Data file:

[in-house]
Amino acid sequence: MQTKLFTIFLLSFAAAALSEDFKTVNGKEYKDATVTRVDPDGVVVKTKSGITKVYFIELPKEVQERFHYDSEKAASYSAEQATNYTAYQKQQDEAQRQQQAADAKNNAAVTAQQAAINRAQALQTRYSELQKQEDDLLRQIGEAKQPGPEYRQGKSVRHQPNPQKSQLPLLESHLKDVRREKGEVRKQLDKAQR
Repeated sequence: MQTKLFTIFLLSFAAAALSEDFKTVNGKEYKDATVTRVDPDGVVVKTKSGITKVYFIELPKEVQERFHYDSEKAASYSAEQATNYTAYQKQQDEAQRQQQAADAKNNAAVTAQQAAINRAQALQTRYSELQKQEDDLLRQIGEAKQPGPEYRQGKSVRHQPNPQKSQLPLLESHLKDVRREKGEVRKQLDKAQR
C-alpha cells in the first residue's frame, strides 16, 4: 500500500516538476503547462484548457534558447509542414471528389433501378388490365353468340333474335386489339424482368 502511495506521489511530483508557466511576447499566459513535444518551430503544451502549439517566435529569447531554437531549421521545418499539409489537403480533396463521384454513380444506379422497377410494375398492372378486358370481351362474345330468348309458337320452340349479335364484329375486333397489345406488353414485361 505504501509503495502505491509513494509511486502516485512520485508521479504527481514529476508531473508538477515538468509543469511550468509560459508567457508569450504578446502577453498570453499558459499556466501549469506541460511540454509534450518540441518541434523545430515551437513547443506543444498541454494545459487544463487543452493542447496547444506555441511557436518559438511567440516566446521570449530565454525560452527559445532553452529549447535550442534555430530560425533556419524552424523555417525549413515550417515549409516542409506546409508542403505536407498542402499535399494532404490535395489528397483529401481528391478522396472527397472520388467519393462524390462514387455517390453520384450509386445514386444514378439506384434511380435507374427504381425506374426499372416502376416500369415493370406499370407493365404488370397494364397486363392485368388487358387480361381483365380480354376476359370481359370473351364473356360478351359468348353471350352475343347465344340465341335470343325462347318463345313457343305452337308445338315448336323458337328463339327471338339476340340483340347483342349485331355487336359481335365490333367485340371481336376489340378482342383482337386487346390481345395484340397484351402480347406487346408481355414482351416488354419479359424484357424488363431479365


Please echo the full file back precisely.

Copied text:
[in-house]
Amino acid sequence: MQTKLFTIFLLSFAAAALSEDFKTVNGKEYKDATVTRVDPDGVVVKTKSGITKVYFIELPKEVQERFHYDSEKAASYSAEQATNYTAYQKQQDEAQRQQQAADAKNNAAVTAQQAAINRAQALQTRYSELQKQEDDLLRQIGEAKQPGPEYRQGKSVRHQPNPQKSQLPLLESHLKDVRREKGEVRKQLDKAQR
Repeated sequence: MQTKLFTIFLLSFAAAALSEDFKTVNGKEYKDATVTRVDPDGVVVKTKSGITKVYFIELPKEVQERFHYDSEKAASYSAEQATNYTAYQKQQDEAQRQQQAADAKNNAAVTAQQAAINRAQALQTRYSELQKQEDDLLRQIGEAKQPGPEYRQGKSVRHQPNPQKSQLPLLESHLKDVRREKGEVRKQLDKAQR
C-alpha cells in the first residue's frame, strides 16, 4: 500500500516538476503547462484548457534558447509542414471528389433501378388490365353468340333474335386489339424482368 502511495506521489511530483508557466511576447499566459513535444518551430503544451502549439517566435529569447531554437531549421521545418499539409489537403480533396463521384454513380444506379422497377410494375398492372378486358370481351362474345330468348309458337320452340349479335364484329375486333397489345406488353414485361 505504501509503495502505491509513494509511486502516485512520485508521479504527481514529476508531473508538477515538468509543469511550468509560459508567457508569450504578446502577453498570453499558459499556466501549469506541460511540454509534450518540441518541434523545430515551437513547443506543444498541454494545459487544463487543452493542447496547444506555441511557436518559438511567440516566446521570449530565454525560452527559445532553452529549447535550442534555430530560425533556419524552424523555417525549413515550417515549409516542409506546409508542403505536407498542402499535399494532404490535395489528397483529401481528391478522396472527397472520388467519393462524390462514387455517390453520384450509386445514386444514378439506384434511380435507374427504381425506374426499372416502376416500369415493370406499370407493365404488370397494364397486363392485368388487358387480361381483365380480354376476359370481359370473351364473356360478351359468348353471350352475343347465344340465341335470343325462347318463345313457343305452337308445338315448336323458337328463339327471338339476340340483340347483342349485331355487336359481335365490333367485340371481336376489340378482342383482337386487346390481345395484340397484351402480347406487346408481355414482351416488354419479359424484357424488363431479365